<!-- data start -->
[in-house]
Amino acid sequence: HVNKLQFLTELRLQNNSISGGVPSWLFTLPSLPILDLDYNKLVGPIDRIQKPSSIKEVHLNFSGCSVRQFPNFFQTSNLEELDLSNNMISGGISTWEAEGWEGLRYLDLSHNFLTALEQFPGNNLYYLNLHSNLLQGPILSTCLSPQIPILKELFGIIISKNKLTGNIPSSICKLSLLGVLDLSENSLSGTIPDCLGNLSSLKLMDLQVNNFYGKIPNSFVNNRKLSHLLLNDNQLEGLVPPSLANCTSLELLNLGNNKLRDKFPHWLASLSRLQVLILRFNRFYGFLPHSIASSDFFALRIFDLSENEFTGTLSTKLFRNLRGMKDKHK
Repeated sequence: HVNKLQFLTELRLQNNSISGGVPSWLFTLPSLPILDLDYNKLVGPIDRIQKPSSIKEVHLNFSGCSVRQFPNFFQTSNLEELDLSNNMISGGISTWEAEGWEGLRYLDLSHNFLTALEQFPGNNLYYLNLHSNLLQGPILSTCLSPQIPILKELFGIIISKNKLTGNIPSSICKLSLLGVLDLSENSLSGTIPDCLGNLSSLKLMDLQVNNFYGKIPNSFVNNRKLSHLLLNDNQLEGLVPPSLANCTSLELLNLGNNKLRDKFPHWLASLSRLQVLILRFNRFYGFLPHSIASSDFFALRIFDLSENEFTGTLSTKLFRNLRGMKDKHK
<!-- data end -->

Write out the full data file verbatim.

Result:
[in-house]
Amino acid sequence: HVNKLQFLTELRLQNNSISGGVPSWLFTLPSLPILDLDYNKLVGPIDRIQKPSSIKEVHLNFSGCSVRQFPNFFQTSNLEELDLSNNMISGGISTWEAEGWEGLRYLDLSHNFLTALEQFPGNNLYYLNLHSNLLQGPILSTCLSPQIPILKELFGIIISKNKLTGNIPSSICKLSLLGVLDLSENSLSGTIPDCLGNLSSLKLMDLQVNNFYGKIPNSFVNNRKLSHLLLNDNQLEGLVPPSLANCTSLELLNLGNNKLRDKFPHWLASLSRLQVLILRFNRFYGFLPHSIASSDFFALRIFDLSENEFTGTLSTKLFRNLRGMKDKHK
Repeated sequence: HVNKLQFLTELRLQNNSISGGVPSWLFTLPSLPILDLDYNKLVGPIDRIQKPSSIKEVHLNFSGCSVRQFPNFFQTSNLEELDLSNNMISGGISTWEAEGWEGLRYLDLSHNFLTALEQFPGNNLYYLNLHSNLLQGPILSTCLSPQIPILKELFGIIISKNKLTGNIPSSICKLSLLGVLDLSENSLSGTIPDCLGNLSSLKLMDLQVNNFYGKIPNSFVNNRKLSHLLLNDNQLEGLVPPSLANCTSLELLNLGNNKLRDKFPHWLASLSRLQVLILRFNRFYGFLPHSIASSDFFALRIFDLSENEFTGTLSTKLFRNLRGMKDKHK